Unfortunately, news of more layoffs at Rivian emerged ahead of Thursday’s launch event. Crain’s Chicago Business (via Quartz) first reported that the EV maker laid off “about 100” employees at its Normal, IL factory. That’s about one percent of the plant’s total workers. The cuts follow (or are perhaps part of) those announced in February when Rivian said it would lay off 10 percent of its workforce.

This article originally appeared on Engadget at https://www.engadget.com/leaked-rivian-r2-specs-include-a-330-mile-range-and-47000-starting-price-181927644.html?src=rss

GlobalFoundries secures $1.5 billion in CHIPS Act funding for US expansion

The Biden administration is granting $1.5 billion in funding to GlobalFoundries to bolster semiconductor production under the CHIPS Act. The company, which spun out from AMD in 2009 and also has access to $1.6 billion in loans from the CHIPS Program Office, will split the cash between three projects.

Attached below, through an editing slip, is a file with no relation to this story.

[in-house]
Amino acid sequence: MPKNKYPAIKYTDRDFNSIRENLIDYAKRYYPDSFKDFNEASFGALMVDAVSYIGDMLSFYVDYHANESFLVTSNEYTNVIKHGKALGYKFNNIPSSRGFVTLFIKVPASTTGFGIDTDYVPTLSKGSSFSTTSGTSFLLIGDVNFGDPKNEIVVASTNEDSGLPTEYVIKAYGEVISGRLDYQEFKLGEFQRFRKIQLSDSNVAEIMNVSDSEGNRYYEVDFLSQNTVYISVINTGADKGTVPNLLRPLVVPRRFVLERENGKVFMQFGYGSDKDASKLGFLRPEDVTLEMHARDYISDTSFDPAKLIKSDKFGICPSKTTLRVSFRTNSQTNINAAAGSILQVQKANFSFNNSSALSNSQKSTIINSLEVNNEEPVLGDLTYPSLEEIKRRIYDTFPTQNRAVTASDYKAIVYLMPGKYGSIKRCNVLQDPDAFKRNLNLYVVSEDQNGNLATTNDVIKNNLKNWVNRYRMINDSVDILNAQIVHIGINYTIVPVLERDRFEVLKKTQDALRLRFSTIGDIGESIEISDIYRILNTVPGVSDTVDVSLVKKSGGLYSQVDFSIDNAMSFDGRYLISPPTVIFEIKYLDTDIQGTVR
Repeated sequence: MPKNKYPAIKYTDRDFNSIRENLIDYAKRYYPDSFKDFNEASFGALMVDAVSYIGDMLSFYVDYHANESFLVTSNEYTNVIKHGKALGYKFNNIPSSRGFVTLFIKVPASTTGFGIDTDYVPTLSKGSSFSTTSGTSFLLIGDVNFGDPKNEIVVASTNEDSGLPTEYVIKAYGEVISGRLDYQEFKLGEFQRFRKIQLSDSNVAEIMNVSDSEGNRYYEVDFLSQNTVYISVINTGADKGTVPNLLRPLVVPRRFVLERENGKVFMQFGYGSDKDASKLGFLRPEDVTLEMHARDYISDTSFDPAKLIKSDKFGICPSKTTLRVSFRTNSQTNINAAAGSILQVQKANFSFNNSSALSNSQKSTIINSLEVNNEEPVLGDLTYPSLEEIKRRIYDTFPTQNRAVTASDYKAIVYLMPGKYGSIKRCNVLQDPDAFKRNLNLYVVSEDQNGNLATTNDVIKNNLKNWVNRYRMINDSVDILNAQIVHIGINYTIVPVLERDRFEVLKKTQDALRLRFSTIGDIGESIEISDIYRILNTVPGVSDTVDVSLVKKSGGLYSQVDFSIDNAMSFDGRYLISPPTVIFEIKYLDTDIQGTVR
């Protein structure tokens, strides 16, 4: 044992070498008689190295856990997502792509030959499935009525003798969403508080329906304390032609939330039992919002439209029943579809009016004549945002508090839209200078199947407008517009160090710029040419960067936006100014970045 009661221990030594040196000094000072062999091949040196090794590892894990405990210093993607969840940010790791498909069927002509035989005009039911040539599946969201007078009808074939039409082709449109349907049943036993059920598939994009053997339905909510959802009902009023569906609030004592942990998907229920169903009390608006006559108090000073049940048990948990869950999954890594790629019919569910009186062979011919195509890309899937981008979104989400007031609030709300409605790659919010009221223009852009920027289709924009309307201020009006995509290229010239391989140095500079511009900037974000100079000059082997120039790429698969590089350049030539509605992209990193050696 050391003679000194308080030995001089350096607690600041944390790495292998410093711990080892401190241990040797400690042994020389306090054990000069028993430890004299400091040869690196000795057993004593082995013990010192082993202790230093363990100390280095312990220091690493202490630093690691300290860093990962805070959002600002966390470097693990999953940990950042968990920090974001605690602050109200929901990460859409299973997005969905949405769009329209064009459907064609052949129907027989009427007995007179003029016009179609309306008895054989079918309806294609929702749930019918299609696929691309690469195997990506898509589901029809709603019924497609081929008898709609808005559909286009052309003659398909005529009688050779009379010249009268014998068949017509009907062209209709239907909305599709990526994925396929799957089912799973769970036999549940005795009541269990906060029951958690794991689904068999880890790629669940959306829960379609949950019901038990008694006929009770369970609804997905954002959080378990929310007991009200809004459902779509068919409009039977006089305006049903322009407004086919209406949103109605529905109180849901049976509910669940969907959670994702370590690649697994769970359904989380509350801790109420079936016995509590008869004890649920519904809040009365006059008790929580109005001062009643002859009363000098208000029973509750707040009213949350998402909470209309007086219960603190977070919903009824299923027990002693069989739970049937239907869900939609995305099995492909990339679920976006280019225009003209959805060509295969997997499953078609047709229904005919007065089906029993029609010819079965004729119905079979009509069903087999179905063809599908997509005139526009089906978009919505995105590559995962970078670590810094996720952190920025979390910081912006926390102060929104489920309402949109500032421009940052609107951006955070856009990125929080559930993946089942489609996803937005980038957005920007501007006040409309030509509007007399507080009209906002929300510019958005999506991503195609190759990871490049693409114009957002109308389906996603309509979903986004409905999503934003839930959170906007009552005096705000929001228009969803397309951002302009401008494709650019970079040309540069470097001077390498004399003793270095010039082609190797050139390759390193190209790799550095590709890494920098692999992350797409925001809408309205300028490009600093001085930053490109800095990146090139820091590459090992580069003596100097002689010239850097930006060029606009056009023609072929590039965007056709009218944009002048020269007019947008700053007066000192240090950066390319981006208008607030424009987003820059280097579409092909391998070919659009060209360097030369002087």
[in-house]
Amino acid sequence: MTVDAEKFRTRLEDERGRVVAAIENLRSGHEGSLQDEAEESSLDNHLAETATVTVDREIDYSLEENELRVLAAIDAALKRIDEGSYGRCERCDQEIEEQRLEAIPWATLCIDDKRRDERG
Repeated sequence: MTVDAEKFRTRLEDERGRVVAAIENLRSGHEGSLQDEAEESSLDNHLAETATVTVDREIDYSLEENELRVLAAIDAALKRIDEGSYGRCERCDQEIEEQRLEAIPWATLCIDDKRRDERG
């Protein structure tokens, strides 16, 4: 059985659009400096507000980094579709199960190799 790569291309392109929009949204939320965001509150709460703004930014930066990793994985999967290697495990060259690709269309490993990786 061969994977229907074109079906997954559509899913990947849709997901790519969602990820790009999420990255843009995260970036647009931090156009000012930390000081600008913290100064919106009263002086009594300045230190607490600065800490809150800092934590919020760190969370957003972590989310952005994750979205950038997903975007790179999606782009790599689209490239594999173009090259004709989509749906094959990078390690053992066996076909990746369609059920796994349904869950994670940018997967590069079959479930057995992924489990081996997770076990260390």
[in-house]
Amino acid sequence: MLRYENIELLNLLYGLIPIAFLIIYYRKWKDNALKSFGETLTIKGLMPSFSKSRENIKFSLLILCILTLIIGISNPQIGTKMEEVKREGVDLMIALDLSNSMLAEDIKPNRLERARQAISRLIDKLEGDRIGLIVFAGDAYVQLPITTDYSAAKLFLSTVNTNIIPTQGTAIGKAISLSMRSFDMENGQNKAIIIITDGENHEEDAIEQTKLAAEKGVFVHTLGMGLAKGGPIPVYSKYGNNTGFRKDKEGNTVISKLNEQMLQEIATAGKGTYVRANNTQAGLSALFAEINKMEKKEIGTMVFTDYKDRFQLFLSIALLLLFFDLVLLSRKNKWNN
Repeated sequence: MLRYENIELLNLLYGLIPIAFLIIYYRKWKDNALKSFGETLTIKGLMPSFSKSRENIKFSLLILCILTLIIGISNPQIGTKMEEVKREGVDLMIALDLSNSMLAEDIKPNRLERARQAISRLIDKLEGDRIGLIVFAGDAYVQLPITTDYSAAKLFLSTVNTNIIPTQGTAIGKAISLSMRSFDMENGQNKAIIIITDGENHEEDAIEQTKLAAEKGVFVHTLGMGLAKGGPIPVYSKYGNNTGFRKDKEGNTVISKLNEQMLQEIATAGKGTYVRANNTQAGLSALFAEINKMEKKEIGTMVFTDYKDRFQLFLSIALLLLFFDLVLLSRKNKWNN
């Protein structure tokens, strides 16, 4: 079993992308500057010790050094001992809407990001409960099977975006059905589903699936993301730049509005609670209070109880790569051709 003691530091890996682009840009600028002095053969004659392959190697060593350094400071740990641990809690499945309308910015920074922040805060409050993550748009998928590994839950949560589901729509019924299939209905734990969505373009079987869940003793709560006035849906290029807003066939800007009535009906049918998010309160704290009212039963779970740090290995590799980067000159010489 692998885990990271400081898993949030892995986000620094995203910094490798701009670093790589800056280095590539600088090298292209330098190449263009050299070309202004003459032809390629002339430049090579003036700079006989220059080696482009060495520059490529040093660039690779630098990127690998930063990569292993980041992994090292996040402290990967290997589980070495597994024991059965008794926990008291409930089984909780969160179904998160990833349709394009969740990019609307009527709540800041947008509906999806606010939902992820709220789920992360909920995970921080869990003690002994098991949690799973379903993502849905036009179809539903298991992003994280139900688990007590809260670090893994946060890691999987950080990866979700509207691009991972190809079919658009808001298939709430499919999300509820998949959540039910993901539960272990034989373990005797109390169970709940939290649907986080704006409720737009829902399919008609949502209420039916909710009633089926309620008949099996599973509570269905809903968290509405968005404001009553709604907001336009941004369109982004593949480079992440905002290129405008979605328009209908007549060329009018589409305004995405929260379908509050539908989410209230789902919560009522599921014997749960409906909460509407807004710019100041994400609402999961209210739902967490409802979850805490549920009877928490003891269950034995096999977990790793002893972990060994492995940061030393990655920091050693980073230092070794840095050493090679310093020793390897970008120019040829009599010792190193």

First, GlobalFoundries will build a new fabrication facility in Malta, New York, where it aims to produce "high value technologies not currently available in the US," the Department of Commerce said in a statement. GlobalFoundries says it will use the facility to build chips for a range of industries and applications, including the automotive, aerospace, defense and AI spaces. Construction is expected to start in 2025.

Secondly, GlobalFoundries plans to expand its existing facility in Malta by incorporating tech from its Singapore and Germany plants with the aim of making more semiconductors for use in cars and trucks. This expansion, combined with the new fab, will enable GlobalFoundries to triple the capacity of its Malta campus over the next decade or so. Once all phases of both projects are complete, GlobalFoundries expects to increase wafer production to 1 million per year across the plants.